in seven meetings this season.
With 2:03 remaining Darrell Im-
hoff clicked for a three-point play,
pushing Los Angeles ahead 114-
113. Cazzie Russell countered for
the Knicks but West's last two-
pointer gave the Lakers the lead
again for good with 1:40 left.
Two free' throws and a jump-
shot by Baylor and two more free
throws by Gail Goodrich sewed It
up for the visitors.
BOXING'S "LOUISVILLE LIP," Cassius Clay gets ready to throw
a right to challenger Ernie Terrell during the first round of their
heavyweight fight Monday night. Clay's victory, by unaminous
decision, made him the undisputed champion of the world.
HURRY UP--SIGN NOW
* ROUND TRIP-Willow Run-Freeport
DC9 Pan Jet
*FIVE NIGHTS-New "Freeport Inn'
(3 per room)--Pool-Scuba Diving-
includes luggage and tips
and back to airport
KITCHENETTES-Save money on your
own meals and beverages if you wish.
* MUSIC & DANCING-In your hotel
or a few feet away.
* CASINOS-Duty f ree shopping
* DEPART-Wednesday evening, March 1
* RETURN-Early Monday morning,
SPORTS NIGHT EDITOR:
Saturday, Feb. 11
Inter House Assembly will
provide skating, tobagganing,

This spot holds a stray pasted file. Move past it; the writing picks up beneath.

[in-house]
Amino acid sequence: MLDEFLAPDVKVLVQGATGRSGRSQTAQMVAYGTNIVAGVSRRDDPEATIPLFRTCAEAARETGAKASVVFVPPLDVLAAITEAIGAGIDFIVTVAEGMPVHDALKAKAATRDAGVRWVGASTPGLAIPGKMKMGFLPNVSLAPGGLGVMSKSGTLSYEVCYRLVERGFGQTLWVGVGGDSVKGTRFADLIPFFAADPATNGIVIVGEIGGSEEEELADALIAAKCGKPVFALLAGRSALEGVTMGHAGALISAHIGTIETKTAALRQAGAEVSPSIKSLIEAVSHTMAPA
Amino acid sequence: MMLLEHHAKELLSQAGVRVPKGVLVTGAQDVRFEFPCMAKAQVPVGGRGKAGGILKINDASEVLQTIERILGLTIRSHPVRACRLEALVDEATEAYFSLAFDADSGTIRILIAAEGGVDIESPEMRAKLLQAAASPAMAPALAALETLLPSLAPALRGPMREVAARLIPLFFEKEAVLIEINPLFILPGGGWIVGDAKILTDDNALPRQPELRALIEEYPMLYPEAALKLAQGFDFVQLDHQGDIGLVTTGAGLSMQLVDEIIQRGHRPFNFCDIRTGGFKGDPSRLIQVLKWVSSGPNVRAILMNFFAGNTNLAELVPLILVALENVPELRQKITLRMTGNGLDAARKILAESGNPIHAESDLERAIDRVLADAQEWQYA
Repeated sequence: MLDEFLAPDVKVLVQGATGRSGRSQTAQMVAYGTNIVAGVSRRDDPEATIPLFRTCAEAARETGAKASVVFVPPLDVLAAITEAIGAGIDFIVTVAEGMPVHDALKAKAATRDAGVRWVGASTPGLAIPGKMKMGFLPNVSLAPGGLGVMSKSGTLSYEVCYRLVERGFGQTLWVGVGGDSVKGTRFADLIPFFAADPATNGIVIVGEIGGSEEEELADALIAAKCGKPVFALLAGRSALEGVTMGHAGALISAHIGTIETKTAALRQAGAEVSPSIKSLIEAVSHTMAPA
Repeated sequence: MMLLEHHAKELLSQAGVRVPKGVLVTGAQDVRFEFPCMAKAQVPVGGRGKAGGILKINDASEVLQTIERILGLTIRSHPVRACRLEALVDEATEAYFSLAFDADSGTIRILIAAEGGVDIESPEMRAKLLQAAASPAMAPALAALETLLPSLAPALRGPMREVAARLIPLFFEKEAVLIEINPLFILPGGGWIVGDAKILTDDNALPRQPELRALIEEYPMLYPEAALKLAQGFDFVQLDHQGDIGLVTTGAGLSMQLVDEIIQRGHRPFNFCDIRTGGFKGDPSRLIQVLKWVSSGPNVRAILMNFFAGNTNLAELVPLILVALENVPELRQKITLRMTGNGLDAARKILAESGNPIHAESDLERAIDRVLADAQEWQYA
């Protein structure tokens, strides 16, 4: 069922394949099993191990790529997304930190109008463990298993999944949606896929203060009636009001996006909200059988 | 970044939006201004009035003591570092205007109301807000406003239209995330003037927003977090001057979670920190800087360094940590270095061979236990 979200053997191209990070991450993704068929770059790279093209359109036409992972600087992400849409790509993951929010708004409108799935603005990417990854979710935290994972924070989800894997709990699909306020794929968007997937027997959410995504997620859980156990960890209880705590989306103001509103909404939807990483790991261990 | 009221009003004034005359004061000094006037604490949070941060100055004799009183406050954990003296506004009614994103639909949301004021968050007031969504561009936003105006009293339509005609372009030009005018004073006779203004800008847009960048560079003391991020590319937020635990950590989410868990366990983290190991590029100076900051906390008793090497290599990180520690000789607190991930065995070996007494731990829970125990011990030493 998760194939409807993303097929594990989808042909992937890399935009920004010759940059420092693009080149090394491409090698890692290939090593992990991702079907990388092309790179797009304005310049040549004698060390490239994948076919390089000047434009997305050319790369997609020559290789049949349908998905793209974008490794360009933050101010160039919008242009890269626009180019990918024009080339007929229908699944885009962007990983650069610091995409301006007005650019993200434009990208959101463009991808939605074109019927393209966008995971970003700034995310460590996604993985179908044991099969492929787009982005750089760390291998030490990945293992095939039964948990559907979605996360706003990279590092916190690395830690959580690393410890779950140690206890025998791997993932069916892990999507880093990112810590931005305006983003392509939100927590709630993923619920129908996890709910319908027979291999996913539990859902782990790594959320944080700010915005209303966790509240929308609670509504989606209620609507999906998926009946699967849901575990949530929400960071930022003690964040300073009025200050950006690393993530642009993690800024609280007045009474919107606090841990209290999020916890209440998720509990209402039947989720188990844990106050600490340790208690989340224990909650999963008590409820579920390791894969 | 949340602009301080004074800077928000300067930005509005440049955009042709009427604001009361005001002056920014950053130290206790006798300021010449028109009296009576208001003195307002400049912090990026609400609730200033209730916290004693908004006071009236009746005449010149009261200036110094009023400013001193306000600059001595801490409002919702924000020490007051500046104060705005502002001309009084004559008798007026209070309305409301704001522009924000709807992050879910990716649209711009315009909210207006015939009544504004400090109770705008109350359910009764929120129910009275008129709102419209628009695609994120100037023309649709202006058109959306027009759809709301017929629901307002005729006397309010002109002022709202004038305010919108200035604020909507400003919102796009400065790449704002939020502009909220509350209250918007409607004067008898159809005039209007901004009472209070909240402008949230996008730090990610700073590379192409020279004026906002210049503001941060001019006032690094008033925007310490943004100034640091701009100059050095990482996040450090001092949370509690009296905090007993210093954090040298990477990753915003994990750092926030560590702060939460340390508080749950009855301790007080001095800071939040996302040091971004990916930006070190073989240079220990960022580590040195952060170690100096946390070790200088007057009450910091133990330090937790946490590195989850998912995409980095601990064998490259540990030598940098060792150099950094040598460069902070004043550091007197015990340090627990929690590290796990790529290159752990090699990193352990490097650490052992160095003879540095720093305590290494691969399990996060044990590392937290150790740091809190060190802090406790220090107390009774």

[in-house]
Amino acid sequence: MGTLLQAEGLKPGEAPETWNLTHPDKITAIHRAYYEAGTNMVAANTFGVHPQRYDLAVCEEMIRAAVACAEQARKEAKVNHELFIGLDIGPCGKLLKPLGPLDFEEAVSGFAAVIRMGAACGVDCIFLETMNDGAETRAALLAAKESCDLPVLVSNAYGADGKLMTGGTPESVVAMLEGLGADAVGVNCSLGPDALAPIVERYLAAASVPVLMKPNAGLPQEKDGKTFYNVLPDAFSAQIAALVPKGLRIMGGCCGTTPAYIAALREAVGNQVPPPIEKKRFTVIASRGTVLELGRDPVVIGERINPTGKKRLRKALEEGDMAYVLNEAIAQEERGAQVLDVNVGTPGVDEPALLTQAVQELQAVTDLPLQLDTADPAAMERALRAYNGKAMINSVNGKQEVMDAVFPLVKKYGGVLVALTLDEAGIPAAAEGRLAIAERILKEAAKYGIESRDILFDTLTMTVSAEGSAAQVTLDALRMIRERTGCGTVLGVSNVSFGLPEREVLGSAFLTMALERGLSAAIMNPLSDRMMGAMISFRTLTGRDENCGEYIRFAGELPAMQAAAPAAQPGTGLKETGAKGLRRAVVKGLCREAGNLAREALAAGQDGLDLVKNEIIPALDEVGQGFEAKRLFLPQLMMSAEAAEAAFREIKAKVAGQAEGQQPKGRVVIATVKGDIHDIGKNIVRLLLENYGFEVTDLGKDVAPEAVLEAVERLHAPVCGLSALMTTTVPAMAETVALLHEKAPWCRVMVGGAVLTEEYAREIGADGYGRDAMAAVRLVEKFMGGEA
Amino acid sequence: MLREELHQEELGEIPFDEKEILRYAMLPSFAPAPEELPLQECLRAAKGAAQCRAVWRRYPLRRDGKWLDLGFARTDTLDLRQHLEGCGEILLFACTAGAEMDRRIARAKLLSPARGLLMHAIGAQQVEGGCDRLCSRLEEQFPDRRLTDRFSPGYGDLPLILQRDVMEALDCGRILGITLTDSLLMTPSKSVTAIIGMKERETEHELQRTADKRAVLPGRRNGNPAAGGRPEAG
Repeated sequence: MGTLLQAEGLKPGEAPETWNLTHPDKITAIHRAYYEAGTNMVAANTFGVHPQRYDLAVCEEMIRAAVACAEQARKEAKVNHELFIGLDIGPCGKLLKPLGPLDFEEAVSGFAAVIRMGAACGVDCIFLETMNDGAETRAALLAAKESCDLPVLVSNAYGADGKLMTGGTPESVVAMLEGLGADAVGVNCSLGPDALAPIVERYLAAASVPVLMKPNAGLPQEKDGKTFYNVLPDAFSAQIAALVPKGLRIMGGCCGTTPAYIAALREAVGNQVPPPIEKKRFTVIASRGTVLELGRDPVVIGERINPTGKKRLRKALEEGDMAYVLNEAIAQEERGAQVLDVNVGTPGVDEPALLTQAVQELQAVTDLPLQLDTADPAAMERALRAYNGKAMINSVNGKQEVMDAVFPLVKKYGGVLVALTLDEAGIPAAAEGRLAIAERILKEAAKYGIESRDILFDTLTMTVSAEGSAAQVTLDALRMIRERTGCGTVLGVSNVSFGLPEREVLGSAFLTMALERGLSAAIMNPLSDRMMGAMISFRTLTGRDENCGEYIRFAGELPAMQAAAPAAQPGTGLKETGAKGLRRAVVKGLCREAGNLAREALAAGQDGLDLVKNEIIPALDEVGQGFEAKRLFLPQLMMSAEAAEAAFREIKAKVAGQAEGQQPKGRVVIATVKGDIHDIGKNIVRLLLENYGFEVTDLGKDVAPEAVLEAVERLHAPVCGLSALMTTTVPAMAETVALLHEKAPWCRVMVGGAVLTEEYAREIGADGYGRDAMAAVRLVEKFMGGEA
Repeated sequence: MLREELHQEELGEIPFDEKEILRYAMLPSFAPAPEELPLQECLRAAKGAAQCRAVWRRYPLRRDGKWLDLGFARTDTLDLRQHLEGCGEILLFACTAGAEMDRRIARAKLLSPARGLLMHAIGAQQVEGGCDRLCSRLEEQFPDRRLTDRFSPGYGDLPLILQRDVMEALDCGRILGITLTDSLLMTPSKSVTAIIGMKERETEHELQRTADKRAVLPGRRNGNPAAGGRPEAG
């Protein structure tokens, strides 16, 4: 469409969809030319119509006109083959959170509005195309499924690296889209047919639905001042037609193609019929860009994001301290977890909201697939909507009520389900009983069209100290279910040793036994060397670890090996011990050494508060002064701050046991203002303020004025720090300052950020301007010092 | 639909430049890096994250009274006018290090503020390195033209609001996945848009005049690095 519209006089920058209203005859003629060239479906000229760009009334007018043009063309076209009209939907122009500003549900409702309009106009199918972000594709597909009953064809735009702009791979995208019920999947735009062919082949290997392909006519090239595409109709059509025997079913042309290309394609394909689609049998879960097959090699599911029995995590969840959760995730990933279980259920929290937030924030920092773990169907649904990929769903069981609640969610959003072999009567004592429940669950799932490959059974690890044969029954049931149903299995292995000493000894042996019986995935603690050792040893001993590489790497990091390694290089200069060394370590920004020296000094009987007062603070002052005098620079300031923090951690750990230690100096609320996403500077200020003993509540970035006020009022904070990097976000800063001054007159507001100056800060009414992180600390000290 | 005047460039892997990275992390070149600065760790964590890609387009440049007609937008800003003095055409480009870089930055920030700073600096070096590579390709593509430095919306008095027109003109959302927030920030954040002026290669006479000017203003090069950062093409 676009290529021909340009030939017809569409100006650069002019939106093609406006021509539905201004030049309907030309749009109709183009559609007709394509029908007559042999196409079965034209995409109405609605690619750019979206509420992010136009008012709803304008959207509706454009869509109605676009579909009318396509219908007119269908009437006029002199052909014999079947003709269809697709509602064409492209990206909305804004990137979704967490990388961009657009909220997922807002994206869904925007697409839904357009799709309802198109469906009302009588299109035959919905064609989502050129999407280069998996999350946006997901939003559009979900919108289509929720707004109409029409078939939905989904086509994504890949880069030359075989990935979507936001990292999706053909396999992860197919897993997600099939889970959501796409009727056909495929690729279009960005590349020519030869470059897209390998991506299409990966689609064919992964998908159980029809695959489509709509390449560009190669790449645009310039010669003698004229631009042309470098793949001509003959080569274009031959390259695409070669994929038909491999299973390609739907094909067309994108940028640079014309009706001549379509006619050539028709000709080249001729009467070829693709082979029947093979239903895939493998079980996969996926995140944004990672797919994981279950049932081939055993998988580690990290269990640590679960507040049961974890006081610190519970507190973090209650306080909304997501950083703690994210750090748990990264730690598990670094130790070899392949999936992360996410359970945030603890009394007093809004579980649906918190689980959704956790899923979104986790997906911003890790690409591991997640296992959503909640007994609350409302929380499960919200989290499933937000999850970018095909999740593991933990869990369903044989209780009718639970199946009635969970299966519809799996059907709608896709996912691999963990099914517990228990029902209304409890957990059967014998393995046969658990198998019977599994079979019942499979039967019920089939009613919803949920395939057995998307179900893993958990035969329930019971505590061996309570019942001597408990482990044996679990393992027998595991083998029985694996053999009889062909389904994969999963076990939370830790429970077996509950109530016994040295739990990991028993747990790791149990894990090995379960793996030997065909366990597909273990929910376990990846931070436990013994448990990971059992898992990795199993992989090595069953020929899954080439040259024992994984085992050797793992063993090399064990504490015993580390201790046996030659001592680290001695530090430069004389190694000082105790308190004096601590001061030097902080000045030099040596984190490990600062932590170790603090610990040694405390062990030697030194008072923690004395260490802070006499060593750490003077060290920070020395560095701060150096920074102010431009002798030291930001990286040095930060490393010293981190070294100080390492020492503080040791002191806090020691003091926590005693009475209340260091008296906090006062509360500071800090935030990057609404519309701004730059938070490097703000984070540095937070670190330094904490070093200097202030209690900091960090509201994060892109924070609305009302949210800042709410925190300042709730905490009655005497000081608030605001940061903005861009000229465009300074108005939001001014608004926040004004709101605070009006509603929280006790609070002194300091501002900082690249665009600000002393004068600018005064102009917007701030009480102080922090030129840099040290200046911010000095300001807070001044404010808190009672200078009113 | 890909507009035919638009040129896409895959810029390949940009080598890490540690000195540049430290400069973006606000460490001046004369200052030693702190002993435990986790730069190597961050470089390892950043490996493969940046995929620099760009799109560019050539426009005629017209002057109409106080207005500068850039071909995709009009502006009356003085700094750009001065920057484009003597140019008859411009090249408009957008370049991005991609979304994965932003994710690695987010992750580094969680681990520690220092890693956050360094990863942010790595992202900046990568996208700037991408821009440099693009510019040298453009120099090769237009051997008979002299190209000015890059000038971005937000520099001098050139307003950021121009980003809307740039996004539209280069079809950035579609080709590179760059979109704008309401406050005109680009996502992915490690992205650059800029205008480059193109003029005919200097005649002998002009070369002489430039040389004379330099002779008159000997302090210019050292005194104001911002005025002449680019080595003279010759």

snowman - building, skidoos,
fun & frolic. Bus service from
the Union will provide free,
warm transportation to WEST
PARK between 12:30-4:30. A
"Mixer at Markley" at 8:30
will provide a climax to the
day of events with music by
Sol Estes. Bring your skates &
sleds & join us in saluating
winter with the first Annual
Q THAT ILL LAST
Give her a monogrammed
Q CIR CLE PIN
All eugraving done at no extra charge.
Orders received before Feb. 6th mill be
Q engraved for Valentine's Day.
PBAYSArcade Jewelr Shop
16 NICKELS ARCADE
Call or See Our Campus Representative:
Tanya Calnicean, 913 Dewey, No. 3, 663-4093
Pauline Quick, 1330 N. University, No. 4, 761-5720
Daniel Wojick, 721 S. Forest
Daniel Longhurst, 761-3593
Tour Arranged by
GROUP TRAVEL ASSOCIATES
53 W. Jackson Blvd., Chicago, 992-3030
An ATC & IATA approved and bonded agency
Sponsored and escorted by
UNIVERSITY SERVICES ASSOCIATION, inc.
A not for Profit Corporation,
Qualified in the State of Michigan
Have you gotten yours yet?
JOIN THE- DAILY STAFF
ICAN ARBOR ,. .
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"Cybernetic Chalenge in the University"
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Monday, Feb. 13, Hill Aud., 8 P.M.
" DR. JOHN WEISS, Asst. Prof. of European History
of Wayne State University
"Wanted: A Society for the Preservation
of Cruelty to Undergraduates"
Sunday, Feb. 19, Aud. A, 2:30 P.M.
s DR. ROGER WESCOTT, Chairman of the
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"A Coenetic Apnroach to Communication